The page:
BACKGROUND: Knowledge is limited about the diagnosis and treatment of modified Gartland type-IV supracondylar humeral fractures. We determined the prevalence of type-IV fractures, identified preoperative characteristics associated with these injuries, and assessed operative treatment characteristics. METHODS: We retrospectively identified patients <16 years of age who underwent operative treatment of a supracondylar humeral fracture at 2 centers between 2008 and 2016. We compared patient, injury, and treatment characteristics between type-IV and type-III fracture groups (1:4, cases:controls). Preoperative radiographs were assessed by 4 pediatric orthopaedists blinded to fracture type. The odds of a fracture being type IV were assessed using univariate logistic regression for individual radiographic parameters. Significance was set at alpha = 0.05. RESULTS: Type-IV fractures accounted for 39 (1.3%) of the supracondylar humeral fractures treated operatively during the study period. A type-IV fracture was associated with the following radiographic parameters: flexion angulation (odds ratio [OR] = 17; 95% confidence interval [CI] = 4.9 to 59), valgus angulation (OR = 5.6; 95% CI = 1.6 to 20), and lateral translation (OR = 4.1; 95% CI = 1.6 to 11) of the distal fragment; osseous apposition between the proximal and distal fragments (OR = 4.0; 95% CI = 1.8 to 9.0); and propagation of the fracture line toward the diaphysis of the proximal segment (OR = 9.2; 95% CI = 1.6 to 53). We found no significant differences in patient or injury characteristics between the groups. Compared with type-III fractures, type-IV fractures were treated more frequently with open reduction and percutaneous pinning (13% compared with 3.8%; p = 0.04) and were associated with longer mean operative time (82 ± 42 compared with 63 ± 28 minutes; p = 0.001). CONCLUSIONS: We identified 5 preoperative radiographic parameters associated with greater odds of a supracondylar humeral fracture being type IV rather than type III. No patient or injury characteristic differed significantly between the groups. Substantial overlap likely exists between type-IV and flexion-type fractures. Type-IV fractures were associated with longer operative time and were treated with open reduction more frequently than were type-III fractures. LEVEL OF EVIDENCE: Therapeutic Level IV. See Instructions for Authors for a complete description of levels of evidence.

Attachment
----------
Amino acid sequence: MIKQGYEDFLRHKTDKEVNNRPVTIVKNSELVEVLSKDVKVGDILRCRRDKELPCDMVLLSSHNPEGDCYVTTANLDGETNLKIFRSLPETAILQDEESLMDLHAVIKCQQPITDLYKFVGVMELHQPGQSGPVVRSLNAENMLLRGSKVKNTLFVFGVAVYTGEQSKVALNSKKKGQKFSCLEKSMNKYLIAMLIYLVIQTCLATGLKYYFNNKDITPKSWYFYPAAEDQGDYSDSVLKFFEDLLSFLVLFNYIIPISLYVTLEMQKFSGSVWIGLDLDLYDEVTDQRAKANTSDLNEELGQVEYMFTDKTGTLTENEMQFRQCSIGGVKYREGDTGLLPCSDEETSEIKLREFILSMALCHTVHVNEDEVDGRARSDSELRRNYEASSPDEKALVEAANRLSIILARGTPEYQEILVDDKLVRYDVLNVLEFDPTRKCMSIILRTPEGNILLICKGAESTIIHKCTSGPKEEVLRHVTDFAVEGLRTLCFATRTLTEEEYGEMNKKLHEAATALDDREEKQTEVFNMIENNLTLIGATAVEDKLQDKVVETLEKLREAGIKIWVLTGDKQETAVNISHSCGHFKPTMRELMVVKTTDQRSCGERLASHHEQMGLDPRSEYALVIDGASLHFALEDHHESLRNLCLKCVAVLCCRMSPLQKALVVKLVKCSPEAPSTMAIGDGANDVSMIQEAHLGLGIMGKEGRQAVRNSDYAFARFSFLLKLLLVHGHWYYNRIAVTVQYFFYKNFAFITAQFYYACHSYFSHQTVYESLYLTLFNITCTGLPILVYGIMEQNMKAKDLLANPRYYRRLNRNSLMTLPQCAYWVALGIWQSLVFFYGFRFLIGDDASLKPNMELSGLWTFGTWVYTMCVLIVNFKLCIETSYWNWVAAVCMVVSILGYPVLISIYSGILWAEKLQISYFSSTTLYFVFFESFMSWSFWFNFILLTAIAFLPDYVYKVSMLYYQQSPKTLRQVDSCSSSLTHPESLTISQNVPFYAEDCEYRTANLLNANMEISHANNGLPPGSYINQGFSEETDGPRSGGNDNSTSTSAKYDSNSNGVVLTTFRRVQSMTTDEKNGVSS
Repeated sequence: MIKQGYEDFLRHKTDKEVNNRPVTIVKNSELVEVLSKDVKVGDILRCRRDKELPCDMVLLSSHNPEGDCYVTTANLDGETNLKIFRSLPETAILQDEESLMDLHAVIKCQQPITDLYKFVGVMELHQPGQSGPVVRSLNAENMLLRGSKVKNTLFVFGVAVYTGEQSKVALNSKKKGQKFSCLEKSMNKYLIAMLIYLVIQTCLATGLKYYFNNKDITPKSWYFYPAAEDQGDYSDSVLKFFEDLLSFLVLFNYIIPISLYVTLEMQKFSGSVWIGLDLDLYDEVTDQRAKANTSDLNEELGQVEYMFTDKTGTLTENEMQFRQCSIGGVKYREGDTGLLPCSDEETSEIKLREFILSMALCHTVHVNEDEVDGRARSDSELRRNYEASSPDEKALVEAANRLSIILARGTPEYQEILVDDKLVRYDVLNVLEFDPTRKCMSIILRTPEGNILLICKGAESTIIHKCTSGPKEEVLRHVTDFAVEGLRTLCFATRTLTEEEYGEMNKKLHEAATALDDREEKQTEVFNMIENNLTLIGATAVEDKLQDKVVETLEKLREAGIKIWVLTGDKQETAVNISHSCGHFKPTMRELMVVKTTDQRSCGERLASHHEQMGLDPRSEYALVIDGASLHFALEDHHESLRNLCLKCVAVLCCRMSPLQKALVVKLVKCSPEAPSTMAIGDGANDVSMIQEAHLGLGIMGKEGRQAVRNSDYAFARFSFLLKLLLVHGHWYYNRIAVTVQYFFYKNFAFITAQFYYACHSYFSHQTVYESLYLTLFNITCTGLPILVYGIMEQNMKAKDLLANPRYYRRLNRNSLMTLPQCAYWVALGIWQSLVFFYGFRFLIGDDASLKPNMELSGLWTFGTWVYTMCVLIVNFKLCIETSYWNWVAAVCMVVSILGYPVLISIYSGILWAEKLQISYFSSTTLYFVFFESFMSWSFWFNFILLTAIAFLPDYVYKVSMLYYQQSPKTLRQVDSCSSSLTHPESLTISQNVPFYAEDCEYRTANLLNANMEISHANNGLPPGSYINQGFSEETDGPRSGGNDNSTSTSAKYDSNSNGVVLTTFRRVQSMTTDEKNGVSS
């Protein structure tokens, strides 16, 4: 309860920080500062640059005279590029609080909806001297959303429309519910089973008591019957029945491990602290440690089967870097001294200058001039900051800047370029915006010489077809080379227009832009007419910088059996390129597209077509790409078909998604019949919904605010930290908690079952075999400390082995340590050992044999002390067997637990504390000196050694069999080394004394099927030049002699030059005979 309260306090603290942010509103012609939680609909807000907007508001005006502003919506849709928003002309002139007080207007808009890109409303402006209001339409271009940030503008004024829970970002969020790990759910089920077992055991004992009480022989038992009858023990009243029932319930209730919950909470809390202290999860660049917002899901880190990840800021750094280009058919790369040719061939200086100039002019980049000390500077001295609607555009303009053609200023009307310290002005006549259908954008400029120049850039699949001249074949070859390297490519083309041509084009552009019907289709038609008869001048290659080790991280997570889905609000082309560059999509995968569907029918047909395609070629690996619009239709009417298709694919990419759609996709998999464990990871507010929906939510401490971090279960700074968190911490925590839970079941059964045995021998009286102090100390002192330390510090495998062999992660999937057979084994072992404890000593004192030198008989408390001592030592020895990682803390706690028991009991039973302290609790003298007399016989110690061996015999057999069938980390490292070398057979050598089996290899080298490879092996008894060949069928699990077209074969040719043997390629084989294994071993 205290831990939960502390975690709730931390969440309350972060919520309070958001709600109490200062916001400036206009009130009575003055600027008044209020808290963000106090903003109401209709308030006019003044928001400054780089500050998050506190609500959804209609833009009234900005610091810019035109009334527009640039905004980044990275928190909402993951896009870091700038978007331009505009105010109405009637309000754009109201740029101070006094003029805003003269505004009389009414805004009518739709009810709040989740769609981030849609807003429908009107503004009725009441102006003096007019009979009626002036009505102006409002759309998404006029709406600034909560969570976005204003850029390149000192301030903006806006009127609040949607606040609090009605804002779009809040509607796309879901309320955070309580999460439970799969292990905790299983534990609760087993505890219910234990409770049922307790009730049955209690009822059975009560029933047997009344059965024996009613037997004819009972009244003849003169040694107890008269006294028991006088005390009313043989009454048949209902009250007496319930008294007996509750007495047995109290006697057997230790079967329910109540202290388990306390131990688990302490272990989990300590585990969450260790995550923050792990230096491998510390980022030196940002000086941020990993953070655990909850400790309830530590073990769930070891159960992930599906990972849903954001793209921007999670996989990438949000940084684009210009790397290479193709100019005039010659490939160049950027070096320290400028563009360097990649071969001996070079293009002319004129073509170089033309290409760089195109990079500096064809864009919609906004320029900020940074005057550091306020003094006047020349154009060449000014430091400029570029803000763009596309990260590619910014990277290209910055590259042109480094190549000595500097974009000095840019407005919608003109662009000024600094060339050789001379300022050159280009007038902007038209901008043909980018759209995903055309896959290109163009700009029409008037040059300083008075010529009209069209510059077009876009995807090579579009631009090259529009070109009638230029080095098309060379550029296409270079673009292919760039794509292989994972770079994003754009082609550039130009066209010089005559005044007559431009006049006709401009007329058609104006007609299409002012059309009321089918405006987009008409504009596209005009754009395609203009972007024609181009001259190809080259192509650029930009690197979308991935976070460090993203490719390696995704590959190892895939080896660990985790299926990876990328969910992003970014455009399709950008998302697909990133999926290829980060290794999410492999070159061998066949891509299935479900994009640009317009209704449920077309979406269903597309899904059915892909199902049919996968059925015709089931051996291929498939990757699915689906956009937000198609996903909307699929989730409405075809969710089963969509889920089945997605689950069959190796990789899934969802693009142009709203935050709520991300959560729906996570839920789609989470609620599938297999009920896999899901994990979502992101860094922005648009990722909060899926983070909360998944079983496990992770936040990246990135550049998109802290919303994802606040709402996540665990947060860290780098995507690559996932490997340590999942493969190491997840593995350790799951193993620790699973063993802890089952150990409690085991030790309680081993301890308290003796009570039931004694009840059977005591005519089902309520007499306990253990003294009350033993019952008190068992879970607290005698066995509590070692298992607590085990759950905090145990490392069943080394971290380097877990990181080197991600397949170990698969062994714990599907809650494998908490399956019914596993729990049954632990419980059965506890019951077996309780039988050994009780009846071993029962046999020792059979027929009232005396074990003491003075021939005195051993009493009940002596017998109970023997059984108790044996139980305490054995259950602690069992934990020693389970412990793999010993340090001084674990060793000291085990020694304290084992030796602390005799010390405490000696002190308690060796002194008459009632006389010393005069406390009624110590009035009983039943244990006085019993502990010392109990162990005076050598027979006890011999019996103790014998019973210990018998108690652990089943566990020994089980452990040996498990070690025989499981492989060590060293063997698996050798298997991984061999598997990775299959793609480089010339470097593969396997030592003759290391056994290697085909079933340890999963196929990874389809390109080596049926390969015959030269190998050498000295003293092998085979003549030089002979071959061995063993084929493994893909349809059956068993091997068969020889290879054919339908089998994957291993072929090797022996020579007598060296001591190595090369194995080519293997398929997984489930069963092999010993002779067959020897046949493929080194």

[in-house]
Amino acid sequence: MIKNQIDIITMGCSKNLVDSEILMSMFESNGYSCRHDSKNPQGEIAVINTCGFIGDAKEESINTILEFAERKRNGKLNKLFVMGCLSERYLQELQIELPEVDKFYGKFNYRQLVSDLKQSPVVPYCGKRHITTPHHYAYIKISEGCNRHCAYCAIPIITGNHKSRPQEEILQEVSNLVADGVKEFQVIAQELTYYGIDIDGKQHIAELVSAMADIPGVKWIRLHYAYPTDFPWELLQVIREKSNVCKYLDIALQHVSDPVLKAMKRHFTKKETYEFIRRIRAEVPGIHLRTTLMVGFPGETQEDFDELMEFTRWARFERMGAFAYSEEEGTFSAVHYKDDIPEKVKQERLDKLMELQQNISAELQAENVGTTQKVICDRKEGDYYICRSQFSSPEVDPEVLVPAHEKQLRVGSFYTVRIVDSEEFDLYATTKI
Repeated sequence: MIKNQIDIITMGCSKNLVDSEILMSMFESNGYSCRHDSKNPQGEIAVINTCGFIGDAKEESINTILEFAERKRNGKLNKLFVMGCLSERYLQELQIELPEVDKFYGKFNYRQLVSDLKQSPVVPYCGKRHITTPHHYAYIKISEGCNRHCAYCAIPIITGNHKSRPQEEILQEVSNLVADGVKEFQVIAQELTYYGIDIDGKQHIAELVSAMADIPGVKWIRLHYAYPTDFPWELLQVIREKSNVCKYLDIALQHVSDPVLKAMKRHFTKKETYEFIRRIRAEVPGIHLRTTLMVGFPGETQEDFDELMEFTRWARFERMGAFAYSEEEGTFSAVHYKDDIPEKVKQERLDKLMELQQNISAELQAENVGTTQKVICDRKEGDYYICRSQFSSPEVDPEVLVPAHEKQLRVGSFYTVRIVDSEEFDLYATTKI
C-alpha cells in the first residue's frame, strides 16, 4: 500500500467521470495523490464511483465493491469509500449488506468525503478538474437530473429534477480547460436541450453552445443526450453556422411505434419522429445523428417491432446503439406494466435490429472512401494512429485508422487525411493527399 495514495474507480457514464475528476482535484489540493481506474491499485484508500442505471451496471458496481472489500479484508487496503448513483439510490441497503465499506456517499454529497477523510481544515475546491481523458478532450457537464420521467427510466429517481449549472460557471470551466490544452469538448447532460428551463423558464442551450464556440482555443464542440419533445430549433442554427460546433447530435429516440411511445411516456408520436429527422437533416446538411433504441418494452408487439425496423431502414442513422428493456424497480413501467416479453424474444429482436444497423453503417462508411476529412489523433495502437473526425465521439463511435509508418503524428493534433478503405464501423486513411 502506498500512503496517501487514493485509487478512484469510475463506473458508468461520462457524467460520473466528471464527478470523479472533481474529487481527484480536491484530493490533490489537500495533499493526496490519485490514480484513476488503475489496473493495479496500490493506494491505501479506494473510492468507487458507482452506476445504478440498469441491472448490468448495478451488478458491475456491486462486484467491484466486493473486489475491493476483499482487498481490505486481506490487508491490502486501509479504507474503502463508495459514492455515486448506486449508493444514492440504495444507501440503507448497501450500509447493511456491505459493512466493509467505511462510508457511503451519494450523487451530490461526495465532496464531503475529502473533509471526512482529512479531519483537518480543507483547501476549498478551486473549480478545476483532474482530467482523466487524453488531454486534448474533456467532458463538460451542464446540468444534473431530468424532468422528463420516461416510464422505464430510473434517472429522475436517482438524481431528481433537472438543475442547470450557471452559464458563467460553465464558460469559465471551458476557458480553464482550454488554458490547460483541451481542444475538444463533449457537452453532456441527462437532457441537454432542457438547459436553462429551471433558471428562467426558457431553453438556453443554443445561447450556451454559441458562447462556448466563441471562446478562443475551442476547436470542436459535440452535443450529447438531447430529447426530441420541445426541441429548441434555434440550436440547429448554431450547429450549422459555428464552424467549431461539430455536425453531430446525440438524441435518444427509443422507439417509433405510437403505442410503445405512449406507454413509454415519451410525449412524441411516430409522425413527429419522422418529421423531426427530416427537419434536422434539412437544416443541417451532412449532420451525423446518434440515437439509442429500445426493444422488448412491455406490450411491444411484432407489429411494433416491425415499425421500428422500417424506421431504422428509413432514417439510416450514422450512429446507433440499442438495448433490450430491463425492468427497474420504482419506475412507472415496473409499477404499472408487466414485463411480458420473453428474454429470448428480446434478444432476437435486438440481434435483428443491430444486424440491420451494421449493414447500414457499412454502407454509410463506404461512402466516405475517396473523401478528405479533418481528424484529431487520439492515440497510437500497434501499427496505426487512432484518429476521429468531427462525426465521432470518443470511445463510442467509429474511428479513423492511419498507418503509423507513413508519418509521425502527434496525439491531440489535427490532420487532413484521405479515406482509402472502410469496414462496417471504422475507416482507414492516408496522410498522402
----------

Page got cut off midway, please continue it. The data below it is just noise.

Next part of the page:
|Original language||English (US)|
|Number of pages||6|
|Journal||The Journal of bone and joint surgery. American volume|
|State||Published - Aug 7 2019|
ASJC Scopus subject areas
- Orthopedics and Sports Medicine